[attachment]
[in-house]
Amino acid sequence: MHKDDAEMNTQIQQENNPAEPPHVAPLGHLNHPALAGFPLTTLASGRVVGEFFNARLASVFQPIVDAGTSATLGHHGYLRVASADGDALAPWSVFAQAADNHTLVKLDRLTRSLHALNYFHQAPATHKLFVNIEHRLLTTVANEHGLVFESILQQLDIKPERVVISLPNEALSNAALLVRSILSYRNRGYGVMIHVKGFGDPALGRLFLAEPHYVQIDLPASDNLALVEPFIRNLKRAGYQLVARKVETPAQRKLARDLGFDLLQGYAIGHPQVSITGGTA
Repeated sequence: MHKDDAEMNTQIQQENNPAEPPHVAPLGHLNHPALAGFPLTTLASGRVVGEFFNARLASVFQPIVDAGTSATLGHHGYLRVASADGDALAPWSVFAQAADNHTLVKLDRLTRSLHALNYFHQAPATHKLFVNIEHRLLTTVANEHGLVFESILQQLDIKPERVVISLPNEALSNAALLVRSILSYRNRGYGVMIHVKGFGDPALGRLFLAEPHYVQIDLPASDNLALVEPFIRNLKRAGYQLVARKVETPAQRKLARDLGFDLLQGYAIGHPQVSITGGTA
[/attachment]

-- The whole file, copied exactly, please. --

[in-house]
Amino acid sequence: MHKDDAEMNTQIQQENNPAEPPHVAPLGHLNHPALAGFPLTTLASGRVVGEFFNARLASVFQPIVDAGTSATLGHHGYLRVASADGDALAPWSVFAQAADNHTLVKLDRLTRSLHALNYFHQAPATHKLFVNIEHRLLTTVANEHGLVFESILQQLDIKPERVVISLPNEALSNAALLVRSILSYRNRGYGVMIHVKGFGDPALGRLFLAEPHYVQIDLPASDNLALVEPFIRNLKRAGYQLVARKVETPAQRKLARDLGFDLLQGYAIGHPQVSITGGTA
Repeated sequence: MHKDDAEMNTQIQQENNPAEPPHVAPLGHLNHPALAGFPLTTLASGRVVGEFFNARLASVFQPIVDAGTSATLGHHGYLRVASADGDALAPWSVFAQAADNHTLVKLDRLTRSLHALNYFHQAPATHKLFVNIEHRLLTTVANEHGLVFESILQQLDIKPERVVISLPNEALSNAALLVRSILSYRNRGYGVMIHVKGFGDPALGRLFLAEPHYVQIDLPASDNLALVEPFIRNLKRAGYQLVARKVETPAQRKLARDLGFDLLQGYAIGHPQVSITGGTA